U.S. Energy News

Surprise inspections reveal safety problems at offshore drilling sites

• Surprise inspections conducted at offshore platforms and drilling rigs in the Gulf of Mexico last week revealed serious safety problems. (New York Times)
• Native American and conservation groups sue the Trump administrations for endangering humpback whale populations by expanding offshore oil and gas drilling. (The Hill)

• Maryland regulators approve plans for a controversial natural gas pipeline that would run under the Potomac River. (Associated Press)
• Kayakers gather in Seattle to protest the expansion of Canada’s Kinder Morgan pipeline, which would add oil tankers to the state’s waters. (Seattle Times, Common Dreams)
• Kentucky regulators issue Louisville Gas and Electric a $395,000 fine, the highest ever in a natural gas safety case, for a 2014 pipeline break that injured two workers. (Courier-Journal)
• An Alaskan pipeline company faces about 22 million cyberattacks per day, and that number has roughly doubled over five years. (Associated Press)

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• Southern Illinois farmers could lose their land as a coal mine expands and makes claims on a four-decade-old agreement between a government utility and local landowners. (Midwest Energy News)
• Several states have not set aside enough money to clean up former coal mines, according to data compiled and published for the first time. (Climate Home News)

FRACKING: People who live near fracking sites experienced increased rates of cancer, respiratory problems and impaired development among newborns, according to a recent study. (Public News Service)

OIL & GAS: The Bureau of Land Management wants some employees to wear “vision cards” with an image of an oil rig on one side and cattle ranching on the other. (Outside)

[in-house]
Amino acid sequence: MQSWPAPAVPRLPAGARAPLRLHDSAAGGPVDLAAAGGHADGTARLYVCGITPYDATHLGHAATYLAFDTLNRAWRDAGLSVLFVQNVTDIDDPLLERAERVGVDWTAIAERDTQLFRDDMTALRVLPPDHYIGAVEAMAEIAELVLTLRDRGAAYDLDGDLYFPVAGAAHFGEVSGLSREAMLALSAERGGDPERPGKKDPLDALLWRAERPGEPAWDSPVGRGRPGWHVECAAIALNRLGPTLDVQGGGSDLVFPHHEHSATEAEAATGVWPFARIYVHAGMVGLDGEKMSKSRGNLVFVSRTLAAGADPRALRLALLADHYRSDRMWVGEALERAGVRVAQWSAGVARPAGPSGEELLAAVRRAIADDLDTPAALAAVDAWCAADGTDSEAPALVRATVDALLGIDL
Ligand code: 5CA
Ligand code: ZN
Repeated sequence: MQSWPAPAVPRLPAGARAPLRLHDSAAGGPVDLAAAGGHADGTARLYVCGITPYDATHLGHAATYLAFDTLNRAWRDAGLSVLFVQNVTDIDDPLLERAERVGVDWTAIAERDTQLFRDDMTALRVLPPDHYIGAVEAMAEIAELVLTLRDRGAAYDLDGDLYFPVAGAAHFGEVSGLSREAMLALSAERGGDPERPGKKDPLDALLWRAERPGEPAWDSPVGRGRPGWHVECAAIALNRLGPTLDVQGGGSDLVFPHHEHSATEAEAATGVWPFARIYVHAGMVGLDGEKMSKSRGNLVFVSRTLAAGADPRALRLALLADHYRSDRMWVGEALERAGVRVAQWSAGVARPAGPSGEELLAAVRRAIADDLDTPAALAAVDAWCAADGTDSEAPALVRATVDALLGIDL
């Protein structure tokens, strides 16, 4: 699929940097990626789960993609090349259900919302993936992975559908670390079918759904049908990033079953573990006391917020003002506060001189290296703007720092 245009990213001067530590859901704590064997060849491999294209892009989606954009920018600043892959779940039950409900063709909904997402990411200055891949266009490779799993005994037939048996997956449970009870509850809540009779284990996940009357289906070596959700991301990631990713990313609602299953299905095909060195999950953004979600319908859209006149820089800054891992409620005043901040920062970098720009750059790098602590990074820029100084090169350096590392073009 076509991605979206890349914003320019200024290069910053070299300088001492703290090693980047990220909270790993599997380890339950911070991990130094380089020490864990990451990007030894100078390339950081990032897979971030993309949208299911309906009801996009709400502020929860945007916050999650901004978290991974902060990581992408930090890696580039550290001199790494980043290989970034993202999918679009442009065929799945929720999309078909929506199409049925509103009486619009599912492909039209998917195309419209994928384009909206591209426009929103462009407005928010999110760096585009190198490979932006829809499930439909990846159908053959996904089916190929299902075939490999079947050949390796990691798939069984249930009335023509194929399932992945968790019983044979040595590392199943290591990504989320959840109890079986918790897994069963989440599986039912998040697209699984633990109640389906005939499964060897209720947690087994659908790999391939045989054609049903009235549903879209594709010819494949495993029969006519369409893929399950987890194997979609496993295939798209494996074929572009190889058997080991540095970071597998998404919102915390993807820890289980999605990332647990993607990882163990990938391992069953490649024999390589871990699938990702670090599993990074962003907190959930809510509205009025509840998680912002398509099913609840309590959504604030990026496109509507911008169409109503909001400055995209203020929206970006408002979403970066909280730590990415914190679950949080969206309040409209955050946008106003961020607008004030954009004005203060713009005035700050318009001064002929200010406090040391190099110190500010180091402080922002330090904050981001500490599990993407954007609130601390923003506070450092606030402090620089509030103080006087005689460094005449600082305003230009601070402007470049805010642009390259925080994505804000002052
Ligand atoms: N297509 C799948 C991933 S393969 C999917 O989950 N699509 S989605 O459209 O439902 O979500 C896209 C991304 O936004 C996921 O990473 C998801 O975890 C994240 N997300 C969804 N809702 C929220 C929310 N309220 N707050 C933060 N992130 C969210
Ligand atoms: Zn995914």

• Inventors and entrepreneurs show off new clean energy concepts at the annual Advanced Research Projects Agency-Energy (ARPA-E) conference in Washington, D.C. (New York Times).
• Scientists at Mississippi State University are developing a technology that identifies pipeline leaks as soon as failure begins. (phys.org)

POLITICS: Washington Sen. Maria Cantwell describes “bipartisan anger” towards House lawmakers for standing in the way of clean energy policies. (Greentech Media)

POLICY: Iowa lawmakers advance a bill before before a crucial deadline that would gut utility funding for energy efficiency and possibly lead to fees on solar customers. (Midwest Energy News)

EPA: EPA Administrator Scott Pruitt tells a group of conservatives that he plans to restrict the agency’s use of science in rulemakings. (E&E News)

• Solar panel manufacturers faced a Friday deadline to apply for exemptions from new solar import tariffs that went into effect last month. (Bloomberg)
• A Canadian company wants to turn a former a coal mining site into one of Washington’s largest solar projects. (Associated Press)

ELECTRIC VEHICLES: A new study explores the viability of using electric vehicle batteries as a grid recourse. (Greentech Media)

• The U.S. Nuclear Regulatory Commission says Russian government hacking did not compromise the country’s commercial nuclear power plants. (Associated Press)
• A French multinational corporation is working with a Dallas company to license a nuclear waste storage site in West Texas, which would store spent fuel rods from power plants. (Associated Press)

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UTILITIES: SCE&G says it needs to build a new power plant, likely natural gas, within five years to keep up with rising electricity demand following the failed Summer nuclear plant project. (Post & Courier)

• Federal lawmakers should take notice of the “all of the above” energy model being practiced by several Western states, says the energy policy director for the American Legislative Exchange Council. (The Hill)
• President Trump’s decision to fire Secretary of State Rex Tillerson is bad for U.S. climate change policy, says the director of the Harvard Environmental Economics Program. (PBS News Hour)

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